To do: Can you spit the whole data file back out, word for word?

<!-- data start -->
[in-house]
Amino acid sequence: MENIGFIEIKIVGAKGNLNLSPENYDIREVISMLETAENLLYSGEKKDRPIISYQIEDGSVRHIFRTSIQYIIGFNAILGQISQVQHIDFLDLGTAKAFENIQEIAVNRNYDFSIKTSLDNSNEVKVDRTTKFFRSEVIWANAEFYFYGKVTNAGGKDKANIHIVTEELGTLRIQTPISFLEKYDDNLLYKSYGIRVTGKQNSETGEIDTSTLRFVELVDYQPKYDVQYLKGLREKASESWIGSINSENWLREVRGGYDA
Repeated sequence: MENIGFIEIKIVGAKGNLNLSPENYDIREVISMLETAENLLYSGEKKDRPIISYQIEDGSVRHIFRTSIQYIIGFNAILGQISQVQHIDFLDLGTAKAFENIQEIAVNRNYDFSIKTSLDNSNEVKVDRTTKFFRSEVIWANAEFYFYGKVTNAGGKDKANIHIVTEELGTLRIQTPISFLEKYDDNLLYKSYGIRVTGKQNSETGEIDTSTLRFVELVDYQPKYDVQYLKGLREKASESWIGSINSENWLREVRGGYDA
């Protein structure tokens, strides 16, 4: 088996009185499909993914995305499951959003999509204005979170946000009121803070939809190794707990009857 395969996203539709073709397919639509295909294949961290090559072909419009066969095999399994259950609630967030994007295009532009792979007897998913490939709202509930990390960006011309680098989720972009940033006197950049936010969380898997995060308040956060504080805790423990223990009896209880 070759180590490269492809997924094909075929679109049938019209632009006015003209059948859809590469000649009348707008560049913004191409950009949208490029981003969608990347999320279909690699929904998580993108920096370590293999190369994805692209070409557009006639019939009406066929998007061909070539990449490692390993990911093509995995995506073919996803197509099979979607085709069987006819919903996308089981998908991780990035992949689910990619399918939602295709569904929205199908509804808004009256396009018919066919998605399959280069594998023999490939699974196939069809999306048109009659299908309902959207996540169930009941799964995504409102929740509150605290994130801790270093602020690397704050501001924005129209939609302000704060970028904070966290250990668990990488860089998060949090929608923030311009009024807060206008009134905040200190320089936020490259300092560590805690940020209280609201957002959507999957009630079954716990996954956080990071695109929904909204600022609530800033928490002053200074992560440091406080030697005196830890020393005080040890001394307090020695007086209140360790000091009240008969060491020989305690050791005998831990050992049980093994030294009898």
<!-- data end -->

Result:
[in-house]
Amino acid sequence: MENIGFIEIKIVGAKGNLNLSPENYDIREVISMLETAENLLYSGEKKDRPIISYQIEDGSVRHIFRTSIQYIIGFNAILGQISQVQHIDFLDLGTAKAFENIQEIAVNRNYDFSIKTSLDNSNEVKVDRTTKFFRSEVIWANAEFYFYGKVTNAGGKDKANIHIVTEELGTLRIQTPISFLEKYDDNLLYKSYGIRVTGKQNSETGEIDTSTLRFVELVDYQPKYDVQYLKGLREKASESWIGSINSENWLREVRGGYDA
Repeated sequence: MENIGFIEIKIVGAKGNLNLSPENYDIREVISMLETAENLLYSGEKKDRPIISYQIEDGSVRHIFRTSIQYIIGFNAILGQISQVQHIDFLDLGTAKAFENIQEIAVNRNYDFSIKTSLDNSNEVKVDRTTKFFRSEVIWANAEFYFYGKVTNAGGKDKANIHIVTEELGTLRIQTPISFLEKYDDNLLYKSYGIRVTGKQNSETGEIDTSTLRFVELVDYQPKYDVQYLKGLREKASESWIGSINSENWLREVRGGYDA
């Protein structure tokens, strides 16, 4: 088996009185499909993914995305499951959003999509204005979170946000009121803070939809190794707990009857 395969996203539709073709397919639509295909294949961290090559072909419009066969095999399994259950609630967030994007295009532009792979007897998913490939709202509930990390960006011309680098989720972009940033006197950049936010969380898997995060308040956060504080805790423990223990009896209880 070759180590490269492809997924094909075929679109049938019209632009006015003209059948859809590469000649009348707008560049913004191409950009949208490029981003969608990347999320279909690699929904998580993108920096370590293999190369994805692209070409557009006639019939009406066929998007061909070539990449490692390993990911093509995995995506073919996803197509099979979607085709069987006819919903996308089981998908991780990035992949689910990619399918939602295709569904929205199908509804808004009256396009018919066919998605399959280069594998023999490939699974196939069809999306048109009659299908309902959207996540169930009941799964995504409102929740509150605290994130801790270093602020690397704050501001924005129209939609302000704060970028904070966290250990668990990488860089998060949090929608923030311009009024807060206008009134905040200190320089936020490259300092560590805690940020209280609201957002959507999957009630079954716990996954956080990071695109929904909204600022609530800033928490002053200074992560440091406080030697005196830890020393005080040890001394307090020695007086209140360790000091009240008969060491020989305690050791005998831990050992049980093994030294009898």